All exams will be out of the way for Christmas so all of January will be off. The downside is that there will be a very long period of uninterrupted study from September until the Christmas vacation, so students will not have the opportunity to focus on studies without being introduced to new information at the same time.
The semester reform will probably mean students feel more pressured, and this will also affect staff who will be under greater demand from students to provide additional opportunities to practice applying knowledge. Staff also won’t get as much of a break, with continuous higher intensity workload over semester 1 and then marking while the students are off over Christmas.
Do you think that marks will be lower as a result?
No, we look carefully to see how students perform in the exams and use standard setting to adjust the grades. We assess how difficult we think the exam is and predict what result we would expect. If the class performs worse than is expected then the pass mark will be lowered, and if there is significant changes, which I don’t think there will be, then standard setting will take this into account.
Is there a risk of students learning for exams as opposed to broadening their knowledge base?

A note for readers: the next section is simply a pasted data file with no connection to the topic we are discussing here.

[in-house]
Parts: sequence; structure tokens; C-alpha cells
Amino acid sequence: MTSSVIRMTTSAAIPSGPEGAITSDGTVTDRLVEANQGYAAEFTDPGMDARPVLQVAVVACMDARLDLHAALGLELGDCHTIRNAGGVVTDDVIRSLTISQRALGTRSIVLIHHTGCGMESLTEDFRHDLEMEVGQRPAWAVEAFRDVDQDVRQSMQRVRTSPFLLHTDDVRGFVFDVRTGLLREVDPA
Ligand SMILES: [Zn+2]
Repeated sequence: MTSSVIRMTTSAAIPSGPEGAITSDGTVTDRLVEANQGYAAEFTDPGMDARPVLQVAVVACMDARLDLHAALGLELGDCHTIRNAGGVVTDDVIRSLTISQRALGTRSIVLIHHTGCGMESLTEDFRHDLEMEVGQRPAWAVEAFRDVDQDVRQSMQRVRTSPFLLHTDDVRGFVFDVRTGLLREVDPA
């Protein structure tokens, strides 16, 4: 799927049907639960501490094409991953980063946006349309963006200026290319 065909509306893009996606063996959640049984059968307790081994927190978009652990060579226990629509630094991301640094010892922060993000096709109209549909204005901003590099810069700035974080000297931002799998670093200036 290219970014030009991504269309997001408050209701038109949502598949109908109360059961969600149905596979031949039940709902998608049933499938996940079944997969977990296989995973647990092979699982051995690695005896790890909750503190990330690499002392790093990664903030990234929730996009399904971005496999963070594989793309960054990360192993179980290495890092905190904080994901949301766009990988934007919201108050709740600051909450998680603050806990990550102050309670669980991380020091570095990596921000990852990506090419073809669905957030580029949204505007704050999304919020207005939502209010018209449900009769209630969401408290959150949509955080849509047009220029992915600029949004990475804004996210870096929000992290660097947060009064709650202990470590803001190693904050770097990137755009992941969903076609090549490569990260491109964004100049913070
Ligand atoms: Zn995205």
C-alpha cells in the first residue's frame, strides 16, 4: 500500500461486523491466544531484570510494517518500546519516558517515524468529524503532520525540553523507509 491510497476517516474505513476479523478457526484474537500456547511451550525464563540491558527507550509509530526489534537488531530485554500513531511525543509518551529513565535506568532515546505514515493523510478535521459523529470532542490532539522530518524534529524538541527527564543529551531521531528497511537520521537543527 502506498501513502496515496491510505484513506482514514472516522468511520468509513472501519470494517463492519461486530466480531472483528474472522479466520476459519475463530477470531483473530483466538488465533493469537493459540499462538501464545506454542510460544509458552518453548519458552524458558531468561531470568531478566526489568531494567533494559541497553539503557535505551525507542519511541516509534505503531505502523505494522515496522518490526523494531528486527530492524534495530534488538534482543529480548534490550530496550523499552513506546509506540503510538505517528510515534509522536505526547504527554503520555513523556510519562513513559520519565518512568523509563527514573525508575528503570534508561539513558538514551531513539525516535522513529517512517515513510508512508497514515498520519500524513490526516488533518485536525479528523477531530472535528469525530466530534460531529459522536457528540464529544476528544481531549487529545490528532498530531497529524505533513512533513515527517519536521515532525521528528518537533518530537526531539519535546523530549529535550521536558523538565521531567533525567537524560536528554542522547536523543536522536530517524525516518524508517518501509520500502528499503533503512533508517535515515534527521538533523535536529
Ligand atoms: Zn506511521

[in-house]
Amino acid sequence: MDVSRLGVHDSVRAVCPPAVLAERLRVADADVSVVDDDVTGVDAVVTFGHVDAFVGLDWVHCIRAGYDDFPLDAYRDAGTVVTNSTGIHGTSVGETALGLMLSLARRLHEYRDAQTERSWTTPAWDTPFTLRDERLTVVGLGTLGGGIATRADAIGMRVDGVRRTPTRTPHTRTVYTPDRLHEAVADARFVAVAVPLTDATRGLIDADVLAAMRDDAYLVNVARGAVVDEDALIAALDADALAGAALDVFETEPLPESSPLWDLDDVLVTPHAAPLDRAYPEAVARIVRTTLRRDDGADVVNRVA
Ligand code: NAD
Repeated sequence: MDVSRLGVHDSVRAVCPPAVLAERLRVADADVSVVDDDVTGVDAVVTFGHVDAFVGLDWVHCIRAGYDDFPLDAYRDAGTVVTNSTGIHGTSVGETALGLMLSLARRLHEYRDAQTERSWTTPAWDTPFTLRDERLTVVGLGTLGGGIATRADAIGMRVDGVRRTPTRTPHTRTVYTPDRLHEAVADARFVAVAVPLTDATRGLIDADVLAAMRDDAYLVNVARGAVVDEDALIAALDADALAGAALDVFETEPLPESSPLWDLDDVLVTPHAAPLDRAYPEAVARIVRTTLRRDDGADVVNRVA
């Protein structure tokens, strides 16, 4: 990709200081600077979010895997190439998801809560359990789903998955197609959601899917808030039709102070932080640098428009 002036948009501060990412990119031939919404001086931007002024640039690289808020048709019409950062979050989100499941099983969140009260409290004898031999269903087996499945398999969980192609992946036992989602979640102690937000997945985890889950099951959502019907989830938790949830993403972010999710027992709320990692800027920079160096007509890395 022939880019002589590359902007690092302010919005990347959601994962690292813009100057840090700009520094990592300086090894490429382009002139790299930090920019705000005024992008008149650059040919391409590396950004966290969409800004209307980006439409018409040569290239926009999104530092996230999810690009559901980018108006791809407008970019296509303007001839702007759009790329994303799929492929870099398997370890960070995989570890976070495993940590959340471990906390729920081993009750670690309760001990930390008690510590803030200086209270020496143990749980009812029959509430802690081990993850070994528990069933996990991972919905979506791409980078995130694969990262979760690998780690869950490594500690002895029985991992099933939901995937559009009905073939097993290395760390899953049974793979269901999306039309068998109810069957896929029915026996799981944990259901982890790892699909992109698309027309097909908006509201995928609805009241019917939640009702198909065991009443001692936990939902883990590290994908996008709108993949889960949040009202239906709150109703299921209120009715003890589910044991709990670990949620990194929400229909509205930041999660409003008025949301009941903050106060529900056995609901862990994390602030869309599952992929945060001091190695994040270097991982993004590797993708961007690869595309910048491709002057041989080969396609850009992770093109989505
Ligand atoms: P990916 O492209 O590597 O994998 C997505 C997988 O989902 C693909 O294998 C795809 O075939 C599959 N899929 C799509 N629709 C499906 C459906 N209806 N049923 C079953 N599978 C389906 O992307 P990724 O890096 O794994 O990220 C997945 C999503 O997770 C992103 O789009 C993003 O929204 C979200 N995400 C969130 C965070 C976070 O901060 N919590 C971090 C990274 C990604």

Well, those who learn for the exam and cram are always going to do so, whereas those who do learn the course and have a good understanding will continue to do so. It’s not something we can teach you, it’s more something we can help students to get good at. Many of the exams are about applying the knowledge, so those who understand what they have learned will always do better than those who memorise for the exam.
We think the reform will put pressure on you to keep up to date with work, and we expect more of you to be anxious without the safety net of reading week to catch up on everything.
It’s about time management, you can’t put it off, and those who do will realise that, with days to go to exams, they should have kept up.
Do you think the added constraint could effect medical students’ extra-curricular pursuits?
It’s all about balance. If you treat medical school like a 9 to 5 job then there’s no reason why you can’t take time out with your family or friends.
It’s the under workers that concern me. Without reading week they will be forced to keep up with work. Social interactions are important, so students could study together and help each other out. It’s what I did as a student and you are going to be working in teams for the rest of your life so might as well start now. Without reading week, the more social may realise that they have to work hard – you need knowledge to be a consultant, not a great handicap on the golf course!